Spend enough time in hostels, on planes and trains, or in tour groups, and you start to realise something: it doesn't matter where you are in the world, you're usually surrounded by the same people.
OK, not exactly the same people, but the same types of people. It takes certain personality types to travel the world, and I can guarantee there are at least a few of these people sharing the dorm with you right now.
Some are great fun to be around. Others ... aren't.
You know this guy. He's stunned that you paid that much for a souvenir when you could have haggled the seller down by at least 20 more rupees. He knows about your hostel – some people on TripAdvisor were saying it's a rip-off. He'll take that beer you just bought, but he can't afford to get a round himself. He's headed to the supermarket to stock up for the next fortnight. He's not much fun at all.
I'm probably a bit of a foodie myself, so it's a shame to admit that most foodies are pretty painful to travel with. Nothing is ever authentic enough for them, unless they're eating at a four-table restaurant being hand-fed by the chef. Or counting off Michelin stars on their fingers. Every conversation seems to be steered towards food. Have you tried this? Why are you eating that? Where can I find those? It gets to be way too much.
You'll know the Astrayan straight away, because he or she will tell you they're Astrayan. Straight away. They're from Straya, which is the best country in the world. How lucky are we to be Astrayan, eh? This foreign country we're visiting is great and interesting and everything, but how backward is it? And how lucky are we that we can go back to Straya? Real lucky. (In fairness though, Strayans are always friendly.)
The guidebook slave
Everyone's met a Lonely Planet slave, those who clutch their blue books and won't go anywhere without its recommendation. They check off the attractions with a pencil, making sure they're on track with the suggested "two days in" itinerary. But there's another breed, those who vocally shun the LP because they're different to everyone else. Instead they consult the Rough Guide, or the Frommer's. Because you don't just want to be another sheep.
This is a traveller you might want to stick with, because they've done their homework. They know you can get into that gallery for free on a Sunday; they know you qualify for a discount on the metro; they know about that monument tucked behind those buildings. They're a font of information. The only downside to the expert is that they've seen all this stuff before, in another country, and it was way better there.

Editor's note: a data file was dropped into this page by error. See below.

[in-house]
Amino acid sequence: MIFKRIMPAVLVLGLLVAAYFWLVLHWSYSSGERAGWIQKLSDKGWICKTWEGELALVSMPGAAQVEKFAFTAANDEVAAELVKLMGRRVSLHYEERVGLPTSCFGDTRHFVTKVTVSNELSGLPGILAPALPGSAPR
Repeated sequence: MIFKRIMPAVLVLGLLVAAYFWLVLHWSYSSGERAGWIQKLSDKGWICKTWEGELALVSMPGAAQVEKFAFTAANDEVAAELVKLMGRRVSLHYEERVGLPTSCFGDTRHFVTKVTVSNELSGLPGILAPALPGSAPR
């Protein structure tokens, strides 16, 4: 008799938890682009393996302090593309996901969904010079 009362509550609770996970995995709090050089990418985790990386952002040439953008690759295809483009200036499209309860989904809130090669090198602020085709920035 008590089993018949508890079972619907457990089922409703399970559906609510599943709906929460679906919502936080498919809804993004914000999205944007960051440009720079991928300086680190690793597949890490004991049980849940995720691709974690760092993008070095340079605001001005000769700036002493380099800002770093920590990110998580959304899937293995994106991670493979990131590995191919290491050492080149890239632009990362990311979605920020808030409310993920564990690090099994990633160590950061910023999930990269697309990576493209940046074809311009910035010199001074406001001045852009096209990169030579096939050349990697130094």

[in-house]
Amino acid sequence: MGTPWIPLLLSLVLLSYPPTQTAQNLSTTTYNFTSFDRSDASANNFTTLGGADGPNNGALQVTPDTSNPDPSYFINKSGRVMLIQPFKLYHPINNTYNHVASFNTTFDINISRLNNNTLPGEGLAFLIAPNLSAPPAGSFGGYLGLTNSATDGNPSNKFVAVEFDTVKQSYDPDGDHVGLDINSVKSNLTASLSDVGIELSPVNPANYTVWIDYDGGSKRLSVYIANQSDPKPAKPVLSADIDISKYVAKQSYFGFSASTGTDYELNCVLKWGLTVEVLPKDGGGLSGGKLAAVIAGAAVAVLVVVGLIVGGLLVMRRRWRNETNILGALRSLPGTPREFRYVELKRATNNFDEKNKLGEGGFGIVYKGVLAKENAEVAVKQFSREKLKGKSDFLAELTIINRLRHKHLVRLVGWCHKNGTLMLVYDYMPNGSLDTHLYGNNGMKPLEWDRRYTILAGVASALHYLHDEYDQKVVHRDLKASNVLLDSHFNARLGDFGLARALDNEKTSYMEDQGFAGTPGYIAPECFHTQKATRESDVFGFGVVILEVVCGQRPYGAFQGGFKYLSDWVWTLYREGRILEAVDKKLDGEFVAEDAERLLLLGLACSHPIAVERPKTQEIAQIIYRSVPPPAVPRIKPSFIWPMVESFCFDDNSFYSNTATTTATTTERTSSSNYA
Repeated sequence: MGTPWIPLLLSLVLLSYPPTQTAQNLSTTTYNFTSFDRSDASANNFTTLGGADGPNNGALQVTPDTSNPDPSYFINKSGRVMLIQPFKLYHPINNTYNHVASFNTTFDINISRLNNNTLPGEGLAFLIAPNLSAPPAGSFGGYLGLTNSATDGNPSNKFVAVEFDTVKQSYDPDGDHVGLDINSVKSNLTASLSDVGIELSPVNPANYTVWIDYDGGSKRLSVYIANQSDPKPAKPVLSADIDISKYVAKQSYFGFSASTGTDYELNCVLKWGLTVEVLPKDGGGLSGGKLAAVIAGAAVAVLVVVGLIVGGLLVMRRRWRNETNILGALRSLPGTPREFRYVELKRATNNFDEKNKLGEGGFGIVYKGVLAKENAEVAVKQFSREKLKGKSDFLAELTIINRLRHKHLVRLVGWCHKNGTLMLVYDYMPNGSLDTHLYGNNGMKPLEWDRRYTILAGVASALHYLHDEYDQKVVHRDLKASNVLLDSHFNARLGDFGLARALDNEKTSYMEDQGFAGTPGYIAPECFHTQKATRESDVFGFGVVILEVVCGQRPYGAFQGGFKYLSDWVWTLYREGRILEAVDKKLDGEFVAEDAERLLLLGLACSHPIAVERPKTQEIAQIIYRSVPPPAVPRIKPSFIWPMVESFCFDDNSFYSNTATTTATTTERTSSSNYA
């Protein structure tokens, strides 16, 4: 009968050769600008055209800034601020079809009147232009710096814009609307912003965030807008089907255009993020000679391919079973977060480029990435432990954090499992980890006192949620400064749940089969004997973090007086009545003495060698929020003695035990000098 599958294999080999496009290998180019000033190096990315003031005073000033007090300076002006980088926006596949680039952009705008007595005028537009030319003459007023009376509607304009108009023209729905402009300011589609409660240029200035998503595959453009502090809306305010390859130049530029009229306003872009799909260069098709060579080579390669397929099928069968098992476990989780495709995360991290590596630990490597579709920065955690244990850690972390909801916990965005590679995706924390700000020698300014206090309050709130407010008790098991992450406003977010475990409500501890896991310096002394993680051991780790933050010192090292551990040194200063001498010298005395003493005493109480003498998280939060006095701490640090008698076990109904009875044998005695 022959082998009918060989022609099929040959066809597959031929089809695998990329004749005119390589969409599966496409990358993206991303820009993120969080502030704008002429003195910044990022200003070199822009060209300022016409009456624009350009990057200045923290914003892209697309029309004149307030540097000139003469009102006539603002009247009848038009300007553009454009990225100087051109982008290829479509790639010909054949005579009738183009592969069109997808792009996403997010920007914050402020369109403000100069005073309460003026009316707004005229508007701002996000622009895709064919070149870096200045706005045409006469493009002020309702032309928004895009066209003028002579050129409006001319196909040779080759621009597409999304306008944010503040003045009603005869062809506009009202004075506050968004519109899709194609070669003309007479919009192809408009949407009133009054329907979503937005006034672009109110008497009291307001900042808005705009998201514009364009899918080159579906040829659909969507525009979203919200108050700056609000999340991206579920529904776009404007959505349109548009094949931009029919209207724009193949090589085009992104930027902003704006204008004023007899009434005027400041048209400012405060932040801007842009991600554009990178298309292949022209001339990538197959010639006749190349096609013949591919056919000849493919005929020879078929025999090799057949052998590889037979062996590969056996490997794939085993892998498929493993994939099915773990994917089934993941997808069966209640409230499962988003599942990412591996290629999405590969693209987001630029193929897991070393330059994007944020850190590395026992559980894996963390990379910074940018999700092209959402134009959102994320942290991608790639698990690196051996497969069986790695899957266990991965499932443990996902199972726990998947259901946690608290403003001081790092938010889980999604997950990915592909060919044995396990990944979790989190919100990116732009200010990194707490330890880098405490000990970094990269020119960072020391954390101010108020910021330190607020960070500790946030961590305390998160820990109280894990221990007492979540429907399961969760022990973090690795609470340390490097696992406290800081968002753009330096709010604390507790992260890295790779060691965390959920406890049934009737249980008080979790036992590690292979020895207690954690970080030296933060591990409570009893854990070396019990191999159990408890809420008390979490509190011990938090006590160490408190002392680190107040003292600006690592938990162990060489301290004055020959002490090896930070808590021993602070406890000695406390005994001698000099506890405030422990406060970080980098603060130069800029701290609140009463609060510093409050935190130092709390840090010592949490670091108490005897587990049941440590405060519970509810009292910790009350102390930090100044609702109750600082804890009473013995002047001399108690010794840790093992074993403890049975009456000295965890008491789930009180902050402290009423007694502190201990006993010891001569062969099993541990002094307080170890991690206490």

The party animal
Needs little explanation. This person is the perfect companion if you're up for a couple of beers, for meeting new people and having a good time. And of course they're a nightmare if you're not.
Has the incredible ability to find something wrong with pretty much every experience. The food is too expensive or the beds are too hard or the people are too rude or city is too big or the bus is too small. These are people you want to jettison as soon as possible – they'll only bring you down.
The axe murderer
This guy might not really be an axe murderer but there's definitely something creepy about him – he looks like he's fled his home country and is lying low till all this blows over.
I have nothing against the choice vegetarians make to refrain from eating meat. However, once you start travelling with one you realise the hassle this creates in countries where vegetarianism isn't embraced. Basically, to be a vegetarian you have to be prepared to put other people out in order to meet your dietary needs. One of the most painful sentences a traveller can hear: "Can we find somewhere that's vegetarian?"
The splurger has been saving up for this holiday for years and plans to go as hard as possible. They want to have as much fun as possible, to buy everything possible, experience everything possible, and eat, drink and consume everything possible. In other words, they're awesome.
Rolls up to the hostel with a guitar case slung over his back. Every night he'll pull it out to "entertain" his fellow travellers – or at the very least have sex with one. These guys can fall into two categories. They can either be great musicians and a blast to have around, or they can be, er, learning.
Is there anything more painful that sharing a dorm with a blogger? "Hey, you should totally check out my blog!" Yeah? Or you could just, you know, tell me about your experiences in person – while that guy plays guitar and the Astrayan hits the beers and the splurger buys rounds – and save me the trouble.
What are the traveller stereotypes you've noticed on your wanderings? Which is the best and worst to travel with?
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